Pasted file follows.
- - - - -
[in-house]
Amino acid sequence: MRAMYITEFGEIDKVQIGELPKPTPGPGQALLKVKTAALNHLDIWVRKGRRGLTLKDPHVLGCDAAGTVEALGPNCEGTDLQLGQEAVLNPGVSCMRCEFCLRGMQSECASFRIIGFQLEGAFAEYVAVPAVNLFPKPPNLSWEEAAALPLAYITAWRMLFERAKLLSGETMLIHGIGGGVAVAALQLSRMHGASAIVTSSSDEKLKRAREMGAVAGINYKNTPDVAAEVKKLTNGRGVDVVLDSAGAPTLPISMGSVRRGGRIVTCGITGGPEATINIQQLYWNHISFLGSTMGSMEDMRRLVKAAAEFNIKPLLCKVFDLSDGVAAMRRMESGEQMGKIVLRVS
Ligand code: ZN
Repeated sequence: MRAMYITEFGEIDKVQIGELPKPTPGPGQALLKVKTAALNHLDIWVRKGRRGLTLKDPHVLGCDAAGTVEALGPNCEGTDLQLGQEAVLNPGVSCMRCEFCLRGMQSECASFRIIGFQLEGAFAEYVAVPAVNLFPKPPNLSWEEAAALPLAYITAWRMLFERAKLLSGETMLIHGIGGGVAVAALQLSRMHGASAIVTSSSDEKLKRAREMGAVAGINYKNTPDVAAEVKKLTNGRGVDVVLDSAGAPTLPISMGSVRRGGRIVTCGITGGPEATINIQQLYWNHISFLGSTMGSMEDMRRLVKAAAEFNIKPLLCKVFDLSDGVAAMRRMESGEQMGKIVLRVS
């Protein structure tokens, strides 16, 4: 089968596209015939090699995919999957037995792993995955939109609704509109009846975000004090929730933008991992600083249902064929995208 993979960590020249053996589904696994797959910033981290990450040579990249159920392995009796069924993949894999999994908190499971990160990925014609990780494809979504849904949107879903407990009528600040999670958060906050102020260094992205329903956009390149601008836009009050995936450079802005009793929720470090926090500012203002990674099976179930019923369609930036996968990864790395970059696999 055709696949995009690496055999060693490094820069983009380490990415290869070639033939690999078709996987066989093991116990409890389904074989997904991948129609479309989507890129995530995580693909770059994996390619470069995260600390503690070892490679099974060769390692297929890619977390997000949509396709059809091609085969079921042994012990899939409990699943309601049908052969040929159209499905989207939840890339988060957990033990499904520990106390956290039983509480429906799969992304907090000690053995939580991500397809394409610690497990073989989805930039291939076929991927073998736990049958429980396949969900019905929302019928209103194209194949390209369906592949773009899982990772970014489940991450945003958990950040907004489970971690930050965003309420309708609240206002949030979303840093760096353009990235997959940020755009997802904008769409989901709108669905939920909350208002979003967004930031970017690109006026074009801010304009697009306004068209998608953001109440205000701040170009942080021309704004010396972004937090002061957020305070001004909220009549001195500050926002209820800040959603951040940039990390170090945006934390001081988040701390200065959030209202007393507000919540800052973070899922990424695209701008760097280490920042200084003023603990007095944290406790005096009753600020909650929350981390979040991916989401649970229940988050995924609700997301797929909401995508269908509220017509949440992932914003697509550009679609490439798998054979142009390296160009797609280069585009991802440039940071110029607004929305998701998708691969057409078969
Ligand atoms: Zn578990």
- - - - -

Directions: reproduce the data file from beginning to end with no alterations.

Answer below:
[in-house]
Amino acid sequence: MRAMYITEFGEIDKVQIGELPKPTPGPGQALLKVKTAALNHLDIWVRKGRRGLTLKDPHVLGCDAAGTVEALGPNCEGTDLQLGQEAVLNPGVSCMRCEFCLRGMQSECASFRIIGFQLEGAFAEYVAVPAVNLFPKPPNLSWEEAAALPLAYITAWRMLFERAKLLSGETMLIHGIGGGVAVAALQLSRMHGASAIVTSSSDEKLKRAREMGAVAGINYKNTPDVAAEVKKLTNGRGVDVVLDSAGAPTLPISMGSVRRGGRIVTCGITGGPEATINIQQLYWNHISFLGSTMGSMEDMRRLVKAAAEFNIKPLLCKVFDLSDGVAAMRRMESGEQMGKIVLRVS
Ligand code: ZN
Repeated sequence: MRAMYITEFGEIDKVQIGELPKPTPGPGQALLKVKTAALNHLDIWVRKGRRGLTLKDPHVLGCDAAGTVEALGPNCEGTDLQLGQEAVLNPGVSCMRCEFCLRGMQSECASFRIIGFQLEGAFAEYVAVPAVNLFPKPPNLSWEEAAALPLAYITAWRMLFERAKLLSGETMLIHGIGGGVAVAALQLSRMHGASAIVTSSSDEKLKRAREMGAVAGINYKNTPDVAAEVKKLTNGRGVDVVLDSAGAPTLPISMGSVRRGGRIVTCGITGGPEATINIQQLYWNHISFLGSTMGSMEDMRRLVKAAAEFNIKPLLCKVFDLSDGVAAMRRMESGEQMGKIVLRVS
């Protein structure tokens, strides 16, 4: 089968596209015939090699995919999957037995792993995955939109609704509109009846975000004090929730933008991992600083249902064929995208 993979960590020249053996589904696994797959910033981290990450040579990249159920392995009796069924993949894999999994908190499971990160990925014609990780494809979504849904949107879903407990009528600040999670958060906050102020260094992205329903956009390149601008836009009050995936450079802005009793929720470090926090500012203002990674099976179930019923369609930036996968990864790395970059696999 055709696949995009690496055999060693490094820069983009380490990415290869070639033939690999078709996987066989093991116990409890389904074989997904991948129609479309989507890129995530995580693909770059994996390619470069995260600390503690070892490679099974060769390692297929890619977390997000949509396709059809091609085969079921042994012990899939409990699943309601049908052969040929159209499905989207939840890339988060957990033990499904520990106390956290039983509480429906799969992304907090000690053995939580991500397809394409610690497990073989989805930039291939076929991927073998736990049958429980396949969900019905929302019928209103194209194949390209369906592949773009899982990772970014489940991450945003958990950040907004489970971690930050965003309420309708609240206002949030979303840093760096353009990235997959940020755009997802904008769409989901709108669905939920909350208002979003967004930031970017690109006026074009801010304009697009306004068209998608953001109440205000701040170009942080021309704004010396972004937090002061957020305070001004909220009549001195500050926002209820800040959603951040940039990390170090945006934390001081988040701390200065959030209202007393507000919540800052973070899922990424695209701008760097280490920042200084003023603990007095944290406790005096009753600020909650929350981390979040991916989401649970229940988050995924609700997301797929909401995508269908509220017509949440992932914003697509550009679609490439798998054979142009390296160009797609280069585009991802440039940071110029607004929305998701998708691969057409078969
Ligand atoms: Zn578990």